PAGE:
Did you know it? Before being the monument dedicated to the Great Men of the French Republic, the Panthéon was a church. We tell you everything about it.
In 1744, Louis XV decides to rebuild the Church of Sainte-Geneviève falling into disrepair on the top of the Montagne Sainte-Geneviève. Indeed, it pales in comparison with the beautiful Church of Saint-Etienne-du-Mont we were talking about here. In 1764, the first stone is laid by the king himself.
Architect Jacques Germain Soufflot, great admirer of the Greek-Roman architecture, chooses to build it according to a Greek cross plan and this is all the church’s architectural style that is influenced by it, judging by its beautiful Corinthian columns.
Then, a quite chaotic period happens. During the French Revolution, the building is no longer a religious one, but a temple designed to house the ashes of distinguished French citizens fighting for the French freedom. After renovation works carried out by De Quincy, the Panthéon becomes a church again in 1806.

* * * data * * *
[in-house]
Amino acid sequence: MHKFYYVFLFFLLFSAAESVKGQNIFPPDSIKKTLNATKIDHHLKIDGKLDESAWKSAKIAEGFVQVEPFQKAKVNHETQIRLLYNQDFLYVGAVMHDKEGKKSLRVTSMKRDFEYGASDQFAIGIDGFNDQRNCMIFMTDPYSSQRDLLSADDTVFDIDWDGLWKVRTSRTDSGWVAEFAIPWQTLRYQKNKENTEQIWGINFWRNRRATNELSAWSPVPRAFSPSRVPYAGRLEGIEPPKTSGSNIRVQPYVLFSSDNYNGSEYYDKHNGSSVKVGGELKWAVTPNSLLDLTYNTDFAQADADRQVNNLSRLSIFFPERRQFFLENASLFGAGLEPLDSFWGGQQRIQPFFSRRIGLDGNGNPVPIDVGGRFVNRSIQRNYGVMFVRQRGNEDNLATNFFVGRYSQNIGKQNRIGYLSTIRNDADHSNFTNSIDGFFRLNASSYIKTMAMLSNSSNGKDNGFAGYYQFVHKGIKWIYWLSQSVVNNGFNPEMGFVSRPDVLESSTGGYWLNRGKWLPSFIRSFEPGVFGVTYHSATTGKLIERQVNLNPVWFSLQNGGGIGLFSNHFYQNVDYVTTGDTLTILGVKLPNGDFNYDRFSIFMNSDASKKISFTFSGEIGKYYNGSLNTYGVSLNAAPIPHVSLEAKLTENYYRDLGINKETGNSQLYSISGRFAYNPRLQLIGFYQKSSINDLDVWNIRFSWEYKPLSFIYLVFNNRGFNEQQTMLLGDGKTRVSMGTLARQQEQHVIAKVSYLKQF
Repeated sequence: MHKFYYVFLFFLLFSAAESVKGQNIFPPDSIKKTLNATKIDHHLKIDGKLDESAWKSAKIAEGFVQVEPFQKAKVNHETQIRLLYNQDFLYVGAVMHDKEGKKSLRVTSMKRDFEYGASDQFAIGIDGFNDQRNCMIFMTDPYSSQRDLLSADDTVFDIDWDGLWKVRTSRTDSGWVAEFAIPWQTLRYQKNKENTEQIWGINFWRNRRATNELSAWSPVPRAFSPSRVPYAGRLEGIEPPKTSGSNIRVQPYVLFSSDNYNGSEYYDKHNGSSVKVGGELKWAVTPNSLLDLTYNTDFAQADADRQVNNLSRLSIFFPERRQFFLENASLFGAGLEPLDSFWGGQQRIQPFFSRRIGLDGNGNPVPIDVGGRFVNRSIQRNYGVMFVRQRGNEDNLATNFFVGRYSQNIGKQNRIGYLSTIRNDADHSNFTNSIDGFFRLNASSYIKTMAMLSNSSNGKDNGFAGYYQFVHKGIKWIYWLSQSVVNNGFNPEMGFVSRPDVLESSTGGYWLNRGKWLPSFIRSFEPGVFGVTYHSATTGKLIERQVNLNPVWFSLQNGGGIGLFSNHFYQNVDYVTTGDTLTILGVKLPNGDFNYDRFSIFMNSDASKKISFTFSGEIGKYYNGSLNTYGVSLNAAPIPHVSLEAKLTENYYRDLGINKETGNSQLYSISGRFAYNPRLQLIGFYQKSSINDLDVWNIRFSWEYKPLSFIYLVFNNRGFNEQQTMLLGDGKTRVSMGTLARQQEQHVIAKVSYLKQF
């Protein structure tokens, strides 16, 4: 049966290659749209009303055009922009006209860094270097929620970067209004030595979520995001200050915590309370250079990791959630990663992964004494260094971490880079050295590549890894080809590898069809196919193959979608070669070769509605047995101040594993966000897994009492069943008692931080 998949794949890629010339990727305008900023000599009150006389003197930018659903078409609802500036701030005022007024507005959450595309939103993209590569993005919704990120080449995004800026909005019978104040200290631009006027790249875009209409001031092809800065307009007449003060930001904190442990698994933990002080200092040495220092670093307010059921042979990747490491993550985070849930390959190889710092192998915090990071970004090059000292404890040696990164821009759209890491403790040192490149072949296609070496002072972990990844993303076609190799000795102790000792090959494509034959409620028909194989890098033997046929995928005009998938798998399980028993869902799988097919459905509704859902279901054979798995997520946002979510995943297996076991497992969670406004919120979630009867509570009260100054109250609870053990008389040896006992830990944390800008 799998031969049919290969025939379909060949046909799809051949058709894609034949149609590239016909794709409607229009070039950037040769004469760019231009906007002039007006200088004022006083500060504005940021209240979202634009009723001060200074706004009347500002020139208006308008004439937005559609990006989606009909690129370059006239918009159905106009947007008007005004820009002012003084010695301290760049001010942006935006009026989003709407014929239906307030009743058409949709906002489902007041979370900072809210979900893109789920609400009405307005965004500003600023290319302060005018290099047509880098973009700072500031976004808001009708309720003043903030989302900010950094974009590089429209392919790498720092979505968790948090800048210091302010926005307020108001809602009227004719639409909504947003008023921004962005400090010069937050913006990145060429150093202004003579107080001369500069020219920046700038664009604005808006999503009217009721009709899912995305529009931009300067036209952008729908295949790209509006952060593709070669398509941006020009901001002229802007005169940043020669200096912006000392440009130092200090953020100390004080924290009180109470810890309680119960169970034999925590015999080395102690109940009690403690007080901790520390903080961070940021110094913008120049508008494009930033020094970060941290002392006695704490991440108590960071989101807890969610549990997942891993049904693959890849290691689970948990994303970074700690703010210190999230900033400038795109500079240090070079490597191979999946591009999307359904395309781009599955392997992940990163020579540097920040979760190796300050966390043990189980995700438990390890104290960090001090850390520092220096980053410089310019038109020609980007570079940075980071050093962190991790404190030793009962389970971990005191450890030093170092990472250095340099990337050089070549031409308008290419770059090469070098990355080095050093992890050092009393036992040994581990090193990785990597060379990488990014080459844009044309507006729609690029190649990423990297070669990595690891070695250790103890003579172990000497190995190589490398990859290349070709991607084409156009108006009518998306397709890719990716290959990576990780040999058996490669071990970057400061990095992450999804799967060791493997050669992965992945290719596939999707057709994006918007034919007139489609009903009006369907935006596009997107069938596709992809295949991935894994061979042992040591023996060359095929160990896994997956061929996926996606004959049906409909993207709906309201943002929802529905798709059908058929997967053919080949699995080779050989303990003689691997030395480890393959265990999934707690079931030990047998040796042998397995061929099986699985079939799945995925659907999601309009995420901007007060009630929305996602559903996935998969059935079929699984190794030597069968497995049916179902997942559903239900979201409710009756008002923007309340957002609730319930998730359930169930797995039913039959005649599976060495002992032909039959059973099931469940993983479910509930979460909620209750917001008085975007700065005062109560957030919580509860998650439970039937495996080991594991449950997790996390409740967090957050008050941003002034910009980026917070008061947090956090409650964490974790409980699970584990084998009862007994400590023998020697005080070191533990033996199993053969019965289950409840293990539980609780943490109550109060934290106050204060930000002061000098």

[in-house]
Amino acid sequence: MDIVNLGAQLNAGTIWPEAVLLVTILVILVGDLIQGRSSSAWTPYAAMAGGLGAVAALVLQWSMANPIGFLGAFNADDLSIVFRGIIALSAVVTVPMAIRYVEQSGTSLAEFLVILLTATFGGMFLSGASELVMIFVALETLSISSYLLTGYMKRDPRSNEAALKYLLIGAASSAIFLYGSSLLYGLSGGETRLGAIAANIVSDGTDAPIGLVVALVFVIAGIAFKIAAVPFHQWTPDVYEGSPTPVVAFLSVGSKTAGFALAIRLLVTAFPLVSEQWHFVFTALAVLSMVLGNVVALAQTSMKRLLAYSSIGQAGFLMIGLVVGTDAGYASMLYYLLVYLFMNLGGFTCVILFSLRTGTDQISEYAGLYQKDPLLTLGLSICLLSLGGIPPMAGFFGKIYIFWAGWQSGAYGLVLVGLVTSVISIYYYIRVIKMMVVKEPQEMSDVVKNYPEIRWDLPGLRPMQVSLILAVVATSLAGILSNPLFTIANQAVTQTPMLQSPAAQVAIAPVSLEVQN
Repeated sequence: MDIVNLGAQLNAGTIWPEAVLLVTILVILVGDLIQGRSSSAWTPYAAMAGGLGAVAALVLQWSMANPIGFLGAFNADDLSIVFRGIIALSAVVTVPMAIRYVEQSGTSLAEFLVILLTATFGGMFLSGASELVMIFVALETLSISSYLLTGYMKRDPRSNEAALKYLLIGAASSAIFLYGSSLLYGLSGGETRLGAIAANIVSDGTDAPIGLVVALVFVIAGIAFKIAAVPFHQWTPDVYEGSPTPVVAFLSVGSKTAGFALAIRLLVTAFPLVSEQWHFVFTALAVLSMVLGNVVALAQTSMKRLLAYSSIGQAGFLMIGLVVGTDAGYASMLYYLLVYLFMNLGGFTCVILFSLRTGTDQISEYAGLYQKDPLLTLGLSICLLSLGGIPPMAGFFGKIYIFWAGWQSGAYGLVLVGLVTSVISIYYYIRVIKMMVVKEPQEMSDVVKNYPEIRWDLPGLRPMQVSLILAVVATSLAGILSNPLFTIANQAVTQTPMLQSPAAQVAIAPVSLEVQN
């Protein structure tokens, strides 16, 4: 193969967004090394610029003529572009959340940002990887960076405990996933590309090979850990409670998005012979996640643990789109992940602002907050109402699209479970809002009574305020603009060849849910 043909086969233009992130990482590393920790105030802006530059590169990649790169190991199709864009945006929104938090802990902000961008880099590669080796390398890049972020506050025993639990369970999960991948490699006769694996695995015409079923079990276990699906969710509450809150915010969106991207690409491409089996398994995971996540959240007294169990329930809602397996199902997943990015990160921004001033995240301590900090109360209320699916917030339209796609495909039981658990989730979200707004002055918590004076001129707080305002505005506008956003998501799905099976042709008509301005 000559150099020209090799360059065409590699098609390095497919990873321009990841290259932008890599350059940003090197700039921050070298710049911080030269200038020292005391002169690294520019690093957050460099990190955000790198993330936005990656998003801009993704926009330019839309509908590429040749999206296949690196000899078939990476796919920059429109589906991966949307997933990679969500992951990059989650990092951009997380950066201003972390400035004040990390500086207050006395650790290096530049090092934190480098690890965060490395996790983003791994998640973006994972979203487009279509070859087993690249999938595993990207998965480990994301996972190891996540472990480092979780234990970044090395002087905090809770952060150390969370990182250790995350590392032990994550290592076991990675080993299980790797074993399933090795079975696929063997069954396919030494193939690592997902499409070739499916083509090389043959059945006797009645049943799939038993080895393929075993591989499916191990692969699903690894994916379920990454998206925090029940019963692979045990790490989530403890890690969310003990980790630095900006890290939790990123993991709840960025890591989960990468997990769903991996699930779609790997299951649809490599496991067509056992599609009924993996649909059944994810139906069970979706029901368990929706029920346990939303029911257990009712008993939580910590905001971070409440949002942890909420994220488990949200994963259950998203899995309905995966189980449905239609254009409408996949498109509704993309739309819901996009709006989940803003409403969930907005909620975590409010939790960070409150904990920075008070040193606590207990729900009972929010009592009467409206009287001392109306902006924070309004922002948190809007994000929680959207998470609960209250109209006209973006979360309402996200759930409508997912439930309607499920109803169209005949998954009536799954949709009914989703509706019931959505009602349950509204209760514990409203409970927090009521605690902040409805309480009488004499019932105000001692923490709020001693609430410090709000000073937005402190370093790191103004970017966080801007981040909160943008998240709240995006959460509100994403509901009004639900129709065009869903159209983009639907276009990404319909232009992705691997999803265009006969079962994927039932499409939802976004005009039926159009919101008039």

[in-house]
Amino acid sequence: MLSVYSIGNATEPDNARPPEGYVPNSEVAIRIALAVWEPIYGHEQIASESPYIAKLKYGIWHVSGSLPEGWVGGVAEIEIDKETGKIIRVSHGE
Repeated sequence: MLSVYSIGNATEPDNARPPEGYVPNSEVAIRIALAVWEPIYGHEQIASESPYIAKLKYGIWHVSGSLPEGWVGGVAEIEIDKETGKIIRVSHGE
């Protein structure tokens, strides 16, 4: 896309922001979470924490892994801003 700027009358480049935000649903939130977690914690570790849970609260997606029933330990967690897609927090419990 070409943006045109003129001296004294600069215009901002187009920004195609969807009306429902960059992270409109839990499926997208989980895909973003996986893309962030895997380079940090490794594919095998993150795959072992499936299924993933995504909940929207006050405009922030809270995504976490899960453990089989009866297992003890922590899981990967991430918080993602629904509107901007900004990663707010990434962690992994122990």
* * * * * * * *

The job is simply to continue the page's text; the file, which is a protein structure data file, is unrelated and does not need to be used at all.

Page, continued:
Secular during the July Monarchy, religious under Napoléon Bonaparte then HQ of the rebels during the Commune, the Panthéon keeps getting taken over. In 1885, the building with an impressive dome finally becomes the monument dedicated to the Great Men we know today with Victor Hugo’s funerals.
Since then, the Panthéon has housed the bodies of the great characters of the Republic. In the crypt, we find, among others, the tombs of Rousseau, Voltaire, Emile Zola, Jean Moulin, Louis Braille, René Cassin, Victor Shoelcher, Jean Monnet, Marie Curie – the first woman to make it – and more recently Simone Veil.
During your visit you can also notice the presence of the famous Foucault pendulum beneath the Pantheon cupola since 1851.
13, Rue Victor Cousin
75005 Paris 5